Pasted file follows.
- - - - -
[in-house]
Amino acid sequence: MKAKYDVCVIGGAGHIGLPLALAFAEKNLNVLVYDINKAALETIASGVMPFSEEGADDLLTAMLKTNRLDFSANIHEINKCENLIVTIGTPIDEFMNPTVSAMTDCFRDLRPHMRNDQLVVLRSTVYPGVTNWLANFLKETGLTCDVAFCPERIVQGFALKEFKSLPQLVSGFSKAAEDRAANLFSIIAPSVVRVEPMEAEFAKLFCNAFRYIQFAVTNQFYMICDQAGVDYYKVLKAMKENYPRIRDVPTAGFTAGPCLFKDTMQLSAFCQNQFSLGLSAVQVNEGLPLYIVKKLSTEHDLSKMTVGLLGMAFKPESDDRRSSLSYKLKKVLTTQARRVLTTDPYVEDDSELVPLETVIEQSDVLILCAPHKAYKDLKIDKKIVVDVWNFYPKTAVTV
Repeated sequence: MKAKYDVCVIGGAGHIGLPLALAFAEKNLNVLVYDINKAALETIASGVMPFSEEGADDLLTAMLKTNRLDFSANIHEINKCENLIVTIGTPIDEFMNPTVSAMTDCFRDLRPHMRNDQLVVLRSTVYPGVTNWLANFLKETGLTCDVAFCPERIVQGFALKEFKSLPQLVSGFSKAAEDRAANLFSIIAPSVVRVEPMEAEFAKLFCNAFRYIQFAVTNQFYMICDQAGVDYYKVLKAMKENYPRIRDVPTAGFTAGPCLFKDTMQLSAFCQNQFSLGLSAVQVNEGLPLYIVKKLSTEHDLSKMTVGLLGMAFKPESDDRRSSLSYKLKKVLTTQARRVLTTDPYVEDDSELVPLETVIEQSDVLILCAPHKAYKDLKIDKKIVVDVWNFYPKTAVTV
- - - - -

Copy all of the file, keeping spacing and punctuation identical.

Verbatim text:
[in-house]
Amino acid sequence: MKAKYDVCVIGGAGHIGLPLALAFAEKNLNVLVYDINKAALETIASGVMPFSEEGADDLLTAMLKTNRLDFSANIHEINKCENLIVTIGTPIDEFMNPTVSAMTDCFRDLRPHMRNDQLVVLRSTVYPGVTNWLANFLKETGLTCDVAFCPERIVQGFALKEFKSLPQLVSGFSKAAEDRAANLFSIIAPSVVRVEPMEAEFAKLFCNAFRYIQFAVTNQFYMICDQAGVDYYKVLKAMKENYPRIRDVPTAGFTAGPCLFKDTMQLSAFCQNQFSLGLSAVQVNEGLPLYIVKKLSTEHDLSKMTVGLLGMAFKPESDDRRSSLSYKLKKVLTTQARRVLTTDPYVEDDSELVPLETVIEQSDVLILCAPHKAYKDLKIDKKIVVDVWNFYPKTAVTV
Repeated sequence: MKAKYDVCVIGGAGHIGLPLALAFAEKNLNVLVYDINKAALETIASGVMPFSEEGADDLLTAMLKTNRLDFSANIHEINKCENLIVTIGTPIDEFMNPTVSAMTDCFRDLRPHMRNDQLVVLRSTVYPGVTNWLANFLKETGLTCDVAFCPERIVQGFALKEFKSLPQLVSGFSKAAEDRAANLFSIIAPSVVRVEPMEAEFAKLFCNAFRYIQFAVTNQFYMICDQAGVDYYKVLKAMKENYPRIRDVPTAGFTAGPCLFKDTMQLSAFCQNQFSLGLSAVQVNEGLPLYIVKKLSTEHDLSKMTVGLLGMAFKPESDDRRSSLSYKLKKVLTTQARRVLTTDPYVEDDSELVPLETVIEQSDVLILCAPHKAYKDLKIDKKIVVDVWNFYPKTAVTV